■ 16th Street HEIGHTS PSA 404
Theft ■ 1300-1318 block, Geranium St.; 8 p.m. Jan. 4. ■ 7720-7799 block, 16th St.; 8:30 p.m. Jan. 4.
Robbery ■ 4100-4199 block, Georgia Ave.; 7 p.m. Dec. 30. ■ 4200-4205 block, Kansas Ave.; 5:59 p.m. Dec. 31.
psa PSA 402 402
Motor vehicle theft ■ 3700-3799 block, 14th St.; 12:07 a.m. Dec. 30. ■ Shepherd Street and Kansas Avenue; 8 p.m. Jan. 1. ■ 1200-1299 block, Shepherd St.; 11:40 a.m. Jan. 5.
■ Brightwood / manor park
Robbery ■ 5800-5899 block, 5th St.; 8:43 p.m. Jan. 1 (with gun). Burglary ■ 5714-5799 block, 4th St.; 3:49 p.m. Dec. 30. Motor vehicle theft ■ 6316-6399 block, 14th St.; 4:15 a.m. Jan. 3. ■ 1300-1399 block, Somerset Place; 8:26 a.m. Jan. 4. Theft from auto ■ 400-499 block, Oglethorpe St.; 12:24 p.m. Dec. 30. ■ 300-399 block, Peabody St.; 5:22 p.m. Dec. 31. ■ 5800-5899 block, 5th St.; 11:55 a.m. Jan. 2. ■ 6400-6403 block, Georgia Ave.; 9 p.m. Jan. 3. ■ 6300-6399 block, Georgia Ave.; 1:40 p.m. Jan. 4. ■ 6400-6403 block, Georgia Ave.; 3:45 p.m. Jan. 4. ■ 1400-1499 block, Rock Creek Ford Road; 12:12 p.m. Jan. 5. ■ 1400-1499 block, Rock Creek Ford Road; 1:02 p.m. Jan. 5. Theft ■ 5910-5999 block, Georgia Ave.; 10 a.m. Dec. 31. ■ 6118-6199 block, 13th St.; 12:08 p.m. Dec. 31.
■ Brightwood / petworth
Brightwood park PSA 403
16th Street heights
Robbery ■ Georgia Avenue and Hamilton Street; 3:25 p.m. Jan. 1. ■ 5300-5399 block, 4th St.; 4:05 a.m. Jan. 2 (with gun). ■ 5246-5499 block, Colorado Ave.; 6:20 p.m. Jan. 5 (with knife).
Theft from auto ■ 1400-1499 block, Quincy St.; 10:35 a.m. Dec. 31. ■ 1100-1299 block, Spring Road; 10:35 p.m. Jan. 1. ■ 4400-4499 block, 14th St.; 3:14 p.m. Jan. 2. ■ 3640-3699 block, New Hampshire Ave.; 9:32 a.m. Jan. 4. Theft ■ 1300-1399 block, Shepherd St.; 10:13 a.m. Dec. 31. ■ 4400-4499 block, 17th St.; 10:53 p.m. Jan. 4.
psa PSA 407 407 ■ petworth
Assault with a dangerous weapon ■ 400-499 block, Delafield Place; 7:30 p.m. Jan. 3 (with gun). ■ 900-999 block, Delafield Place; 4:10 p.m. Jan. 4 (with knife). Theft from auto ■ 5000-5099 block, 1st St.; 11:50 a.m. Jan. 1. ■ 3800-3899 block, 8th St.; 12:45 p.m. Jan. 1. ■ 8th and Randolph streets; 3 p.m. Jan. 1. ■ 3900-3999 block, Georgia Ave.; 4 p.m. Jan. 1. ■ 400-499 block, Crittenden St.; 7:05 p.m. Jan. 1. ■ 3800-3899 block, Georgia Ave.; 12:54 a.m. Jan. 4. Theft ■ 700-799 block, Taylor St.; 11:14 p.m. Dec. 30. ■ 4200-4299 block, 3rd St.; 6:10 p.m. Jan. 2.
A lyrical look at 2013 â€Ś
WHATâ€™S A REALLY SATISFYING ACCOMPLISHMENT
What to say for year â€™13? Not â€œunlucky,â€? as weâ€™ve seen. It has now been 50 years Since the March on Wash. brought cheers, Oratory, exhortation For our city and our nation. Many folks â€œremember when,â€? But a lot has changed since then.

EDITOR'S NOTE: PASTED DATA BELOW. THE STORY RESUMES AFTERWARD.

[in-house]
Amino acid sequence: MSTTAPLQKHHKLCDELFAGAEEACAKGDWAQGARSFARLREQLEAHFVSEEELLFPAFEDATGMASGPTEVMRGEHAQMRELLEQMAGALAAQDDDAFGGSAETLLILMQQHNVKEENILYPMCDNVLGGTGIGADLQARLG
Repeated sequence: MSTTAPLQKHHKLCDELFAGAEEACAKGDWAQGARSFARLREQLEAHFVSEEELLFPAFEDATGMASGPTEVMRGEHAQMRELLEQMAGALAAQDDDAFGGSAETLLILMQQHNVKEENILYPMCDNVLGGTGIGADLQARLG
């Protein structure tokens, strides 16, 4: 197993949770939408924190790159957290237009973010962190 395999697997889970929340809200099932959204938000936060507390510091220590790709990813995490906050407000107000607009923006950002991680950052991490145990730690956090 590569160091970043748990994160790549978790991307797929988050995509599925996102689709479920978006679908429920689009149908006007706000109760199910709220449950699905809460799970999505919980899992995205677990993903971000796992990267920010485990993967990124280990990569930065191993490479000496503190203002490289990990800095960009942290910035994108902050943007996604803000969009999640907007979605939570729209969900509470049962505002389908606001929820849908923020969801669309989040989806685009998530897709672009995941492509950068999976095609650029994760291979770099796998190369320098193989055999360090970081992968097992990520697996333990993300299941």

TO START THE YEAR OFF RIGHT? How about a shiny new estate plan, to organize everything for family and friends One thingâ€™s sure, we always care How we get from here to there. Service lane: Remove? Repave? Cleveland Park shops beg: â€œPlease SAVE.â€? Now, mid-block, on Conn. Ave., HAWK: Donâ€™t dart out! Push button. Walk.
Though itâ€™s local, no direction Now imposed to hold election. Downtownâ€™s humming: subway, stores, Schools applauding new test scores. Still, thereâ€™s always more to do, So, this year, weâ€™ll turn to â€Ś who? We cannot â€” but wise soothsayer Might predict whoâ€™ll be next mayor. Bowser? Orange? Wells? Or Evans? Gray? Catania? More? (My heavens!)
We could all post Facebook â€œlikesâ€?: Lanes for Glover Park and bikes. Something old is not new folly: More bus routes and tracks for trolley. Georgetown keeps its Alley (Blue) Might it add the subway, too?
Council, Congress, get this right: Wages raise, not building height. Zoning changes? Never fun. Do your best, Phil Mendelson.
For some city landmarksâ€™ sake, Some repairs remain from quake. Scaffolding (to curtail risk) Looked quite cool on obelisk! At Cathedral, those whoâ€™d see Gothic space will pay a fee. Renovated gardens, though, Offer (free) herb/flower show.
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Maybe weâ€™re just paranoid: Do we fear a safety void? Ring of forts once saved D.C. Now itâ€™s â€œHomelandâ€? at St. E. Shhhh. A secret space soon new: Whither Spy Museum? A clue: Destinationâ€™s no big mystery: Just lurk close to D.C. History. Town/gown issues, this and that, Sometimes solved without a spat. Foggy Bottom may see norm: Students living in a dorm (!) On Potomac, boathouse row Fears that progress drifts too slow. Metro (not Dupont folks) glowers At the guy who planted flowers.